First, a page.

Fun with Fundamental Physics

254 TUTOR: Jonathan Genton

Each morning during this course, you will tackle a different aspect of Fundamental Physics. You will look at and play with a variety of demonstrations and pieces of equipment then discuss their consequences, both for the development of Theoretical Physics and the practical world as we know it. Aspects covered will include conservation laws, theoretical limits, wave-particle duality, particle physics and astrophysics. You will not need a science degree to enjoy this course, just genuine interest and curiosity as the approach will not be excessively mathematical.

1 AM
AM course

Course Notes

Each day, we will tackle a different aspect of Fundamental Physics. We will look at and play with a variety of demonstrations and pieces of equipment, then discuss their consequences, both for the development of theoretical physics and for the practical world as we know it.

Day One - Conservation laws and breaking them

Conservation laws are intimately connected to symmetry. Examples to be discussed will include energy, linear momentum and angular momentum. Newton's cradle is a simple but elegant starting point. To what extent can classical conservation laws be broken by quantum mechanics?

Day Two - Theoretical limits and (nearly) breaking them

The laws of thermodynamics limit the efficiency of heat engines. The Stirling engine is as efficient a design as can be achieved. The theory of relativity imposes a universal speed limit, recently threatened by neutrinos. Do any serious physicists think that tachyons exist?

Day Three - Wave-particle duality and uncertainty

Wave behaviour and particle behaviour were once considered to be independent areas of study by many. The hard border was blurred by the discovery of the photoelectric effect. Terminal blurring resulted from the discovery of electron diffraction, which will be demonstrated. How does Heisenberg's Uncertainty Principle fit in?

Day Four - Particle physics and the very small

The Standard Model of particle physics has been remarkably successful, but is incomplete, as it is does not include gravity satisfactorily. Particle accelerators such as the LHC continue to increase the particle energies and consequently the resolution. The principles of particle accelerators will be demonstrated. Quantum computing is currently a major field of research. Is there a limit to the scale at which particles can be detected and manipulated?

Day Five - Astrophysics and the very large

Almost everything that we know about heavenly bodies comes from analysing the radiation that reaches us. The principles of spectroscopy will be demonstrated. Astrophysical theories have evolved dramatically in recent times, with the discovery of gravitational waves and the ongoing debates about dark matter and dark energy. Is there a limit to the scale beyond which we can never venture, even in theory?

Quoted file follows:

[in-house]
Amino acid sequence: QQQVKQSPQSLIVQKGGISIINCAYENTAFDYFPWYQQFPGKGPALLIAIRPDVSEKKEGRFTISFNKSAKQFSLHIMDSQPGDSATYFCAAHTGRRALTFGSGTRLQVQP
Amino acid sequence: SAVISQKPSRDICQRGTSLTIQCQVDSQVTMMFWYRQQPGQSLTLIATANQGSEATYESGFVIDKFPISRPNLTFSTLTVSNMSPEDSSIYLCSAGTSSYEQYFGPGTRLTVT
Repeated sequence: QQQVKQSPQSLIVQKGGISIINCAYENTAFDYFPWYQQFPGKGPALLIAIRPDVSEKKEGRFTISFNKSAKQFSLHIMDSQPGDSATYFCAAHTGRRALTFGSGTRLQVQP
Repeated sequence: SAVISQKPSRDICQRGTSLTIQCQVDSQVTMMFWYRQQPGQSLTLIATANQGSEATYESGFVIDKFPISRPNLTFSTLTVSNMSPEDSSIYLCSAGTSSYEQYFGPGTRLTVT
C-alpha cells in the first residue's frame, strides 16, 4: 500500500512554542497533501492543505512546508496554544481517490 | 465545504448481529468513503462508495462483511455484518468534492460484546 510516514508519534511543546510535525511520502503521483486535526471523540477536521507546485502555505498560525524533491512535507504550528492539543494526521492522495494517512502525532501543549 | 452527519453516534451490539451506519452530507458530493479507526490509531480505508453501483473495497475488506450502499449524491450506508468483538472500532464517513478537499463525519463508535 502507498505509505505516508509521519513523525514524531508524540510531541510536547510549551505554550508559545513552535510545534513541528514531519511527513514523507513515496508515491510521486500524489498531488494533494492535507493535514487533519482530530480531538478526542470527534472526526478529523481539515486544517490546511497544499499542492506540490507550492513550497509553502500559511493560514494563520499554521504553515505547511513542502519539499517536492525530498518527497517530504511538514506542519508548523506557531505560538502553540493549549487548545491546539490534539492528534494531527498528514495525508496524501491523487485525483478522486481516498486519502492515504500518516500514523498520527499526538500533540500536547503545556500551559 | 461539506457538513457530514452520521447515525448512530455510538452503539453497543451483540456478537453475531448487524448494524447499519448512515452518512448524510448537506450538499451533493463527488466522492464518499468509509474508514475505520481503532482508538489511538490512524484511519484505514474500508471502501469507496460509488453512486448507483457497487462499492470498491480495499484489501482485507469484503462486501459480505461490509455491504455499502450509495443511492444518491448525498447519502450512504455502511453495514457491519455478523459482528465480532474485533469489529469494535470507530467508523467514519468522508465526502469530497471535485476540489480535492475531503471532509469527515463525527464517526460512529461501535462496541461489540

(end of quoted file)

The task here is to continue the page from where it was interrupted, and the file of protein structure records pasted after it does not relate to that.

Equipment to bring with you

You will not need any specialist equipment, just something to write on, something to write with, a ruler and a calculator.

Course Tutor

Jonathan Genton

About Jonathan

Jonathan has been involved in physics teaching for over thirty years, ever since graduating from Oxford, where he specialised in atomic and nuclear physics - and he still enjoys 'playing with toys'. Jonathan's interest in astronomy and astrophysics has grown ever since joining Marlborough College and discovering that the College possessed a magnificent ten inch Cooke refractor. Jonathan has been Head of Physics and Head of Science, teaching physics at all levels, as well as the excellent GCSE Astronomy course. He has tried to keep up to date by attending lectures such as the theoretical physics lectures for Oxford alumni that were, until recently, offered on one Saturday each term.

Over the years, Jonathan has been fortunate enough to visit many experiments of great scientific interest, including particle accelerators at CERN, world class observatories on La Palma, gravitational wave detectors at VIRGO and the Beecroft Building Basement at Oxford, where they are researching and building quantum computers. Since 2014, Jonathan has worked closely with his friend and colleague Gavin James, a talented local astrophotographer, to produce two books of stunning images in a series entitled 'In the Marlborough Night Garden'.

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All courses run for 5 days

WK 1 11 Jul - 15 Jul

WK 2 18 Jul - 22 Jul

WK 3 25 Jul - 29 Jul

WK 4 1 Aug - 5 Aug

Morning Courses

9.15AM to 12.15PM

Afternoon Courses

1.45PM to 4.30PM

All Day Courses

9.15AM to 4.30PM